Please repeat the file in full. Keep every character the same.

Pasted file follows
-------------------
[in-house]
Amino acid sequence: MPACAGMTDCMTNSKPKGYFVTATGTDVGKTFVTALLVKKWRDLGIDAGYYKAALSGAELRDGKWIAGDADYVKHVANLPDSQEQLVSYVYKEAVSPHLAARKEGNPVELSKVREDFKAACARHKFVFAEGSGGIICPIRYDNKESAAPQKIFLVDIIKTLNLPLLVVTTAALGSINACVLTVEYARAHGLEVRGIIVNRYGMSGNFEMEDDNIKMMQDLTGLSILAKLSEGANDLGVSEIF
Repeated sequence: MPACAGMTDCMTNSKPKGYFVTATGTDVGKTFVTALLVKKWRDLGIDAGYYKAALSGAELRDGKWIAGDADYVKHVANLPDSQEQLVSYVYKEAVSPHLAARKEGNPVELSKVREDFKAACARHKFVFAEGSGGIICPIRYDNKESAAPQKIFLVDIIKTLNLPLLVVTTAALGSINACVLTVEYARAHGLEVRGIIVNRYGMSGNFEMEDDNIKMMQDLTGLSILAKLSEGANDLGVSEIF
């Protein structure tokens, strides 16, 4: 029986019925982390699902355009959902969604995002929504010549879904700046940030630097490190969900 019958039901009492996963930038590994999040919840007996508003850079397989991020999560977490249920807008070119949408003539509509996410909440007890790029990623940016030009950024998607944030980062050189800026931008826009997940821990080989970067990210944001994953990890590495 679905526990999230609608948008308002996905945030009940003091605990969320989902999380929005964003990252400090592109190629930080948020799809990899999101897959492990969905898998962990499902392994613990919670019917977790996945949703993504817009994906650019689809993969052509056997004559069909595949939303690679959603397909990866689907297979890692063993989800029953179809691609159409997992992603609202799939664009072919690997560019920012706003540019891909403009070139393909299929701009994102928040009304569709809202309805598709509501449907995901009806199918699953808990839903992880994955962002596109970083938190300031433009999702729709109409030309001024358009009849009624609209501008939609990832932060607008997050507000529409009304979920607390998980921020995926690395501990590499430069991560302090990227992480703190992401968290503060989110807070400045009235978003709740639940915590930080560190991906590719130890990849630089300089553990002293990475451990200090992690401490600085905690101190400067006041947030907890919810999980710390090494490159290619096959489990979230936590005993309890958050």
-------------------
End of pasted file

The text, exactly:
[in-house]
Amino acid sequence: MPACAGMTDCMTNSKPKGYFVTATGTDVGKTFVTALLVKKWRDLGIDAGYYKAALSGAELRDGKWIAGDADYVKHVANLPDSQEQLVSYVYKEAVSPHLAARKEGNPVELSKVREDFKAACARHKFVFAEGSGGIICPIRYDNKESAAPQKIFLVDIIKTLNLPLLVVTTAALGSINACVLTVEYARAHGLEVRGIIVNRYGMSGNFEMEDDNIKMMQDLTGLSILAKLSEGANDLGVSEIF
Repeated sequence: MPACAGMTDCMTNSKPKGYFVTATGTDVGKTFVTALLVKKWRDLGIDAGYYKAALSGAELRDGKWIAGDADYVKHVANLPDSQEQLVSYVYKEAVSPHLAARKEGNPVELSKVREDFKAACARHKFVFAEGSGGIICPIRYDNKESAAPQKIFLVDIIKTLNLPLLVVTTAALGSINACVLTVEYARAHGLEVRGIIVNRYGMSGNFEMEDDNIKMMQDLTGLSILAKLSEGANDLGVSEIF
């Protein structure tokens, strides 16, 4: 029986019925982390699902355009959902969604995002929504010549879904700046940030630097490190969900 019958039901009492996963930038590994999040919840007996508003850079397989991020999560977490249920807008070119949408003539509509996410909440007890790029990623940016030009950024998607944030980062050189800026931008826009997940821990080989970067990210944001994953990890590495 679905526990999230609608948008308002996905945030009940003091605990969320989902999380929005964003990252400090592109190629930080948020799809990899999101897959492990969905898998962990499902392994613990919670019917977790996945949703993504817009994906650019689809993969052509056997004559069909595949939303690679959603397909990866689907297979890692063993989800029953179809691609159409997992992603609202799939664009072919690997560019920012706003540019891909403009070139393909299929701009994102928040009304569709809202309805598709509501449907995901009806199918699953808990839903992880994955962002596109970083938190300031433009999702729709109409030309001024358009009849009624609209501008939609990832932060607008997050507000529409009304979920607390998980921020995926690395501990590499430069991560302090990227992480703190992401968290503060989110807070400045009235978003709740639940915590930080560190991906590719130890990849630089300089553990002293990475451990200090992690401490600085905690101190400067006041947030907890919810999980710390090494490159290619096959489990979230936590005993309890958050």